A great karate master once said "One should be proud and always aspire to be in the mould of your instructor". Well looking at some of these porkers makes me wonder why their students would want to aspire to anyone who are either fat, useless at karate or unfit.


The fiasco of adult competitions with it's refereeing errors, it's rules, it's system of scoring, it's lack of technique, contact, and realism is not doing karate any favors.

For the public to see black belts loosing fights to lower grades clearly shatters the belief of the deadly black belt image. It is sending the wrong message out and the wrong impression about the skills and strengths of what a true karate black belt should stand for.

Before the promotion of competitions, achieving a black belt meant something, something that took many long years of blood sweat and tears to achieve and something to be proud of. In showing such poor standards in the name of such a powerful fighting art these competitions tarnish all that is good about the art and the problem is many who enter competitions seem totally oblivious or don't care to this fact.


Unlike many true challenging sports, "sport karate" is totally false in its awards.

Lets take into account the overall structure of "sport karate" lack of contact, lack of techniques and lack of realism. Clearly it must be way down the line as a practical and effective fighting sport. Thai boxing, boxing, kick boxing, ultimate fighting, cage or K1 fighting are much more practical in terms of learning about contact, fitness, strength, hardness, aggression and as a fighting sport goes, much more realistic in it's approach, methods of training and more exciting to watch.

If it was a real fight, many of these winners and champions would be dead meat.

Throughout my 50 years in karate I have witnessed many examples of the true nature of the beast of "sport karate". One example: A weedy looking guy won a match over someone I knew to be a former boxer who weighed around 14 stone. The little guy's tactics was to throw a single punch and then run. The refereeing as usual was very bad, scoring the little guys although very fast but totally weak punches, even giving him a point when he actually tripped and on his way down he stuck out his hand touched his opponents jacket. Well after that fiasco it made me wonder what is this all about. I have witnessed these type of scenarios many times, the over weight pasty faced guy who sits all day in an office actually beating an opponent who looked like Arnold Schwarzenegger all because he was faster to the "touch", and I do mean touch, scoring the winning point that was not effective or practical to hurt or stop anyone in a real fight. The facts are that many a winning point at competitions only lightly touch their opponent. What amuses me is the way they come away celebrating with the impression of thinking that they have actually beat their opponent for real.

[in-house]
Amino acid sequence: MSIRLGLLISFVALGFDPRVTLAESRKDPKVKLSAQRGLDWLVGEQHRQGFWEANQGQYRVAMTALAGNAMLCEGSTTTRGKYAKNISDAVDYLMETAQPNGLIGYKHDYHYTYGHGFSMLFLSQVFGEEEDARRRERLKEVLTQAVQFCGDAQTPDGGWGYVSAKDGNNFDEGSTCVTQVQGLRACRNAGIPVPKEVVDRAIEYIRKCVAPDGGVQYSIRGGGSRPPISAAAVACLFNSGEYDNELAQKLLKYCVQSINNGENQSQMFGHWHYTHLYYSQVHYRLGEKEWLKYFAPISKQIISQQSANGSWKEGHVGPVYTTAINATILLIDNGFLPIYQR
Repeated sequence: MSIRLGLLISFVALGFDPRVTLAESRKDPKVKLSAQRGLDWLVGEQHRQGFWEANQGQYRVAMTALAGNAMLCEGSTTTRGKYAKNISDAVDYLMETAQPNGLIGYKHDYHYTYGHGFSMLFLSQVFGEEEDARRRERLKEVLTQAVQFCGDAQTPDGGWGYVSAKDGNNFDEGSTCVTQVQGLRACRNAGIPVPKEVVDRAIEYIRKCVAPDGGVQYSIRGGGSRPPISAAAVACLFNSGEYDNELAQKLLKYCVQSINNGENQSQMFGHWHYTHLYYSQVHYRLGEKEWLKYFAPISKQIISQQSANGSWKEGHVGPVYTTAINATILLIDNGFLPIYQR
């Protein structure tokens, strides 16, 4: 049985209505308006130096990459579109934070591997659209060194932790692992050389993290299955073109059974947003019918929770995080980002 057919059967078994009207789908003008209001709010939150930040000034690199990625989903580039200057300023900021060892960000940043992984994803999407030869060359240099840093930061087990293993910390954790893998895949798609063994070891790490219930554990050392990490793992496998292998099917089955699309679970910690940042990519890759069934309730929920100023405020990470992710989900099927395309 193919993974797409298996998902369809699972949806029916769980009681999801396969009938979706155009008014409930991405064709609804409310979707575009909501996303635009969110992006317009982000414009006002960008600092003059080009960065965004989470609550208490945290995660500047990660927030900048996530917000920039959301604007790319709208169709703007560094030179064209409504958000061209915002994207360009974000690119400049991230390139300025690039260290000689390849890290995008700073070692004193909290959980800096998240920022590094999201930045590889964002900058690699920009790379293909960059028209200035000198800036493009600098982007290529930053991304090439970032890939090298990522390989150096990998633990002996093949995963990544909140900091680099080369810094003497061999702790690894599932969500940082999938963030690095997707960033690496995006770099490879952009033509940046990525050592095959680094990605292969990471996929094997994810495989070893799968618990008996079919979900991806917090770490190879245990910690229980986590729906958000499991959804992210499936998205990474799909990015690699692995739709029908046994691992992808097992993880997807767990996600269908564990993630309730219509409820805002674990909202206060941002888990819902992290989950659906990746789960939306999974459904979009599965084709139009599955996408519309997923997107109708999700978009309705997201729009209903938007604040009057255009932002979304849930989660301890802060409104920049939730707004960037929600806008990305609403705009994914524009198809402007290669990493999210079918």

They seem to never take on board the reality that it's a watered down game and not real fighting. If it was a real fight many of these so called winners and champions would be dead meat in seconds.


Sport karate has rewritten the rule book to such a deadly fighting art.

By taking away many deadly techniques from traditional karate, "sport karate" has rewritten the rule book.

Lets look closely at an adult competition:

Fighting is usually fought on a sponge matted area in a large open space. It's a one to one fight, fighters usually fight in the same weight category, competitors know they have to play by the rules or loose points.

If a fight gets a bit rough, or if you fall on the floor competitors understand that they are completely safe as the referee will quickly stop the fight giving them a chance to get up and restart the fight. Unlike the old days of competition there is hardly any or no contact at all involved. Winning is mostly done with a single punch or if you are lucky a kick. Contact and real combat techniques have been fully stripped away, i.e.

no hooks, uppercuts, spinning fists, open hand strikes, low kicks, ground fighting, butting, chokes, grabbing, pushing, holding, biting, or throwing etc. Taking these techniques away is taking away karate itself.


Make it more realistic.

If adults really wish to spar (or play at fighting) then I say keep it in the dojo.

However, please make it a bit more realistic than what we see at competitions.

There are lots of ways to enhance sparring such as 2 or 3 onto 1, or try incorporating full contact with boxing gloves to feel being hit for real as this will take away the fear and will make you react faster. Use knees and elbows, wrestle, use chokes and locks, all slightly controlled of course. Make it rough by grabbing and pulling, fight continuously longer for stamina even to the last man standing. Most importantly the instructor must explain fully to their students that this is only a form of training and what the difference might be in a real fight. Students must understand the various situations that they could find themselves in, such as fighting in an enclosed or small space, being aware of obstacles around you, fighting more that one person, the difference against weapons etc. The importance of strength, the difference of wrestling strength stamina to aerobic stamina, the need of explosive power, endurance, aggression, mental hardness and finally strategy and skill.

A Japanese master once told me, "knowledge (skill, technique) is power, but understand, it will only give you power if you have the ability to use it".

Many "sport karate" competitors would not be interested in this sort of training as it would certainly be to hard for them. Also they might get hurt, beat up or knackered which would certainly affect their image and would burst their little bubble.


Like watching paint dry. That's why there are no big sponsors, televised or media interest.

For many karate groups today competitions have become the main purpose and reason for training. Many clubs only concentrate towards the winning aspect of competitions. I know of certain groups who award students grades in line with their success in competitions.